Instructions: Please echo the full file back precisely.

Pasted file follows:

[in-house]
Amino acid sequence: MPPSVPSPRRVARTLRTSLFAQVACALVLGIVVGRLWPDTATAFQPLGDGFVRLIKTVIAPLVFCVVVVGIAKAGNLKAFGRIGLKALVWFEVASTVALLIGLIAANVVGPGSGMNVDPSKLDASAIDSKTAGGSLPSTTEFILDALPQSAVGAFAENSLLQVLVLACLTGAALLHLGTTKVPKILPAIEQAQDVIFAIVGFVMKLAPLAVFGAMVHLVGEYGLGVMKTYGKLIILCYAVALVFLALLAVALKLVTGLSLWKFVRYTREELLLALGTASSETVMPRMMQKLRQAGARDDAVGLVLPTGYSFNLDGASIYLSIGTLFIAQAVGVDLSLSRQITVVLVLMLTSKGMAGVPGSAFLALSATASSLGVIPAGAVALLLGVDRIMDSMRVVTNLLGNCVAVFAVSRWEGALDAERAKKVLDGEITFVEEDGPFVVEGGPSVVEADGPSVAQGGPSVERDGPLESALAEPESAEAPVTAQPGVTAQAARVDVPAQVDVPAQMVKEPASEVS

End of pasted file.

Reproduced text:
[in-house]
Amino acid sequence: MPPSVPSPRRVARTLRTSLFAQVACALVLGIVVGRLWPDTATAFQPLGDGFVRLIKTVIAPLVFCVVVVGIAKAGNLKAFGRIGLKALVWFEVASTVALLIGLIAANVVGPGSGMNVDPSKLDASAIDSKTAGGSLPSTTEFILDALPQSAVGAFAENSLLQVLVLACLTGAALLHLGTTKVPKILPAIEQAQDVIFAIVGFVMKLAPLAVFGAMVHLVGEYGLGVMKTYGKLIILCYAVALVFLALLAVALKLVTGLSLWKFVRYTREELLLALGTASSETVMPRMMQKLRQAGARDDAVGLVLPTGYSFNLDGASIYLSIGTLFIAQAVGVDLSLSRQITVVLVLMLTSKGMAGVPGSAFLALSATASSLGVIPAGAVALLLGVDRIMDSMRVVTNLLGNCVAVFAVSRWEGALDAERAKKVLDGEITFVEEDGPFVVEGGPSVVEADGPSVAQGGPSVERDGPLESALAEPESAEAPVTAQPGVTAQAARVDVPAQVDVPAQMVKEPASEVS